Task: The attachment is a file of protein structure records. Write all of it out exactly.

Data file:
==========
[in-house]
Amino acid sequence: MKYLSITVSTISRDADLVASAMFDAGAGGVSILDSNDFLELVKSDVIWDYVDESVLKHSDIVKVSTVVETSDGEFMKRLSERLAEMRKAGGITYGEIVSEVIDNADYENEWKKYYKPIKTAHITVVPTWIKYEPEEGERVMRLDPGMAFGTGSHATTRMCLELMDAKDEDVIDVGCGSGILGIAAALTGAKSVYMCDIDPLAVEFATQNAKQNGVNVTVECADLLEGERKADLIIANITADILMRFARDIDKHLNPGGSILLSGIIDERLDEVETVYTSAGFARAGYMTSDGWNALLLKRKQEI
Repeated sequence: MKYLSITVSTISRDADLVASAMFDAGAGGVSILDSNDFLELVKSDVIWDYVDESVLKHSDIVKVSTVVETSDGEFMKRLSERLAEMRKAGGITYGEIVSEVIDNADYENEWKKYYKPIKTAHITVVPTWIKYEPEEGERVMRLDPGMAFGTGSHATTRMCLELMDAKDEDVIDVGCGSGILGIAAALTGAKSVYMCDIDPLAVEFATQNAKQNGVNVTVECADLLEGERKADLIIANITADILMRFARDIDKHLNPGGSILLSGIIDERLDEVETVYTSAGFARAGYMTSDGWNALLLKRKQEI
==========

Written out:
[in-house]
Amino acid sequence: MKYLSITVSTISRDADLVASAMFDAGAGGVSILDSNDFLELVKSDVIWDYVDESVLKHSDIVKVSTVVETSDGEFMKRLSERLAEMRKAGGITYGEIVSEVIDNADYENEWKKYYKPIKTAHITVVPTWIKYEPEEGERVMRLDPGMAFGTGSHATTRMCLELMDAKDEDVIDVGCGSGILGIAAALTGAKSVYMCDIDPLAVEFATQNAKQNGVNVTVECADLLEGERKADLIIANITADILMRFARDIDKHLNPGGSILLSGIIDERLDEVETVYTSAGFARAGYMTSDGWNALLLKRKQEI
Repeated sequence: MKYLSITVSTISRDADLVASAMFDAGAGGVSILDSNDFLELVKSDVIWDYVDESVLKHSDIVKVSTVVETSDGEFMKRLSERLAEMRKAGGITYGEIVSEVIDNADYENEWKKYYKPIKTAHITVVPTWIKYEPEEGERVMRLDPGMAFGTGSHATTRMCLELMDAKDEDVIDVGCGSGILGIAAALTGAKSVYMCDIDPLAVEFATQNAKQNGVNVTVECADLLEGERKADLIIANITADILMRFARDIDKHLNPGGSILLSGIIDERLDEVETVYTSAGFARAGYMTSDGWNALLLKRKQEI